Editor's Note: On March 27 Chris Dahlen became pregnant. In this three-part series, we follow his story. Incidentally, Dahlen's story takes place within the “multiverse” Second Life, a massively multiplayer online game (MMOG) with more than 165,000 users. Second Life, created by S.F.-based Linden Labs, recently received $11 million in venture capital funding.
I don't care if my giving birth just now felt only a thousandth as real as the real thing: My hands are shaking, my head is spinning, and there's sweat on my brow. I'm lying in the “recovery” room in the birth clinic while my new baby lies in a crib in the nursery down the hall. I can't wait to see her. That's right — it's a girl.
The whole delivery took exactly an hour: I showed up for my scheduled appointment and wham, we went straight upstairs and got started. I had a few gripes about the clinic: Shouldn't the woman who delivered my baby have tied back the silvery mane of hair that made her look like an alien love interest from an early episode of Star Trek? And is hip hop the best soundtrack for a delivery room? What expecting mother wants to hear Khia sing, “Lick my pussy and my crack”?
A buddy had agreed to show up and be my “coach,” and he and I threw on hospital scrubs while the physician's assistant directed me to the delivery table. I'm not the deftest Second Life player, and I kept sitting on the wrong part of the table or accidentally whipping off all my clothes in the middle of an ultrasound. Meanwhile, the assistant stuck with her role-playing, checking my temperature and blood pressure and asking if I'd had much morning sickness. It was start and stop for the first half-hour — but when she said I'd dilated to 4 centimeters, I knew it was showtime.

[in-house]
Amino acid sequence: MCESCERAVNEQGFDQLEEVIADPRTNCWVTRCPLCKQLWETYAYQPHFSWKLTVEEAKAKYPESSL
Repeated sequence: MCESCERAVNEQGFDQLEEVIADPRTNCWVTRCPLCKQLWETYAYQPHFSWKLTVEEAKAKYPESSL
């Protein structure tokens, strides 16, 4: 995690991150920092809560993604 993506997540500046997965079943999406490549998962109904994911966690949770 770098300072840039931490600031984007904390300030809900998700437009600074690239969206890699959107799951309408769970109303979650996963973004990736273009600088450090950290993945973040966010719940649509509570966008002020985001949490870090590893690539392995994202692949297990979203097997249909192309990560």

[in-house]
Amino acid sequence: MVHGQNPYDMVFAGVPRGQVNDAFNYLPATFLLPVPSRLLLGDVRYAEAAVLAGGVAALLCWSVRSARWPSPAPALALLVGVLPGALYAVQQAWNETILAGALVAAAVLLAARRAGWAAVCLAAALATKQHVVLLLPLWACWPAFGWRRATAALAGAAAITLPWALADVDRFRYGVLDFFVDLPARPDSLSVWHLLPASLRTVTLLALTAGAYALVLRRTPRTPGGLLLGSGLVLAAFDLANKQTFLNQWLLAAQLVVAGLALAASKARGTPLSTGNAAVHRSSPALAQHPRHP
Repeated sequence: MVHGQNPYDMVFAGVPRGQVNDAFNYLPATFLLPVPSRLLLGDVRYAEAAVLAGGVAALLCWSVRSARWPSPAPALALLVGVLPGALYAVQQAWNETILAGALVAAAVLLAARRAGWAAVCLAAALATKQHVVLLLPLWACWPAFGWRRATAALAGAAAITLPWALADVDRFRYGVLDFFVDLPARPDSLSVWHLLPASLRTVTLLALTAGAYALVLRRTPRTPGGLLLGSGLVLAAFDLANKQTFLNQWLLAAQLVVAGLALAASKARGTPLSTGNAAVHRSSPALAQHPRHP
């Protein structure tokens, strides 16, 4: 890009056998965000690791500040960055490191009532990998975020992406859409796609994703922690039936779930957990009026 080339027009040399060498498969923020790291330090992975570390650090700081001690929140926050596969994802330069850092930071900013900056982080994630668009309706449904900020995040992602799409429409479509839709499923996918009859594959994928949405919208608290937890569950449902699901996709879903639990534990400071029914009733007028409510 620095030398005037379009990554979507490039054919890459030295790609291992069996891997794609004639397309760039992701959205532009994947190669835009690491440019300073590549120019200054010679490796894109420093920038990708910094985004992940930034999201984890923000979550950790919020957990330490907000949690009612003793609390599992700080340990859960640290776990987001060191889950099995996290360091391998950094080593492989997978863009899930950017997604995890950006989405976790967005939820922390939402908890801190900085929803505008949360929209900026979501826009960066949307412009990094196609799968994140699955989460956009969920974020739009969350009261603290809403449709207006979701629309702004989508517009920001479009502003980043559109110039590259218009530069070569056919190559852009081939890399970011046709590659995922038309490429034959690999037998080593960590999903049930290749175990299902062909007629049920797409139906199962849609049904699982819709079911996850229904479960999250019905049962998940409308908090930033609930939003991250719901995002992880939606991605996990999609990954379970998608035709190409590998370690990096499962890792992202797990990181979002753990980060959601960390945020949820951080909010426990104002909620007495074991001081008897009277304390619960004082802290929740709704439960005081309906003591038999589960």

I threw my ankles in the stirrups and my full-term belly started to heave. “Breathe,” the assistant and the doctor told me, and so I started typing: “gnnnnnnnnnnnnnnnn. hnnnnnnnnnnnnnnnnnnnnnn. GNNNNNNNNNNNNNNN.” We kept going, and I kept typing these long, rhythmic guttural outbursts as my coach leaned in and held my hand. The assistant and the doctor triggered animations all around the table, which means silver “touch” lines shot from their fingers and around my body as they directed me to keep pushing, to breathe, to bear down. Then they saw the head and shoulders, which I could just glimpse through the mess of bodies and apparatus. I gave one last push and at last came the message:
“We have a baby girl born at 5:18 p.m.!”
Holy shit! I was hoping for a daughter!
They took the baby to the nursery and had me walk (no gurney?) down the hall to the recovery room and get in bed. I'd already read that afternoon about how the baby works — that it's a simple, scripted animation that'll never grow older or more sophisticated. But it has needs and responses, and you can check how it's feeling, listen to it, play with it, and sooth and comfort it. It's surprising how performing an action makes your responsibilities feel real, even when they're not. I couldn't wait to get the kid back to my house and to the crib, but they said I had to: It was time to snooze for a few hours, and then we could go home.
I was still shaking when I logged off. What a crazy, astounding feeling: I brought a life into that world.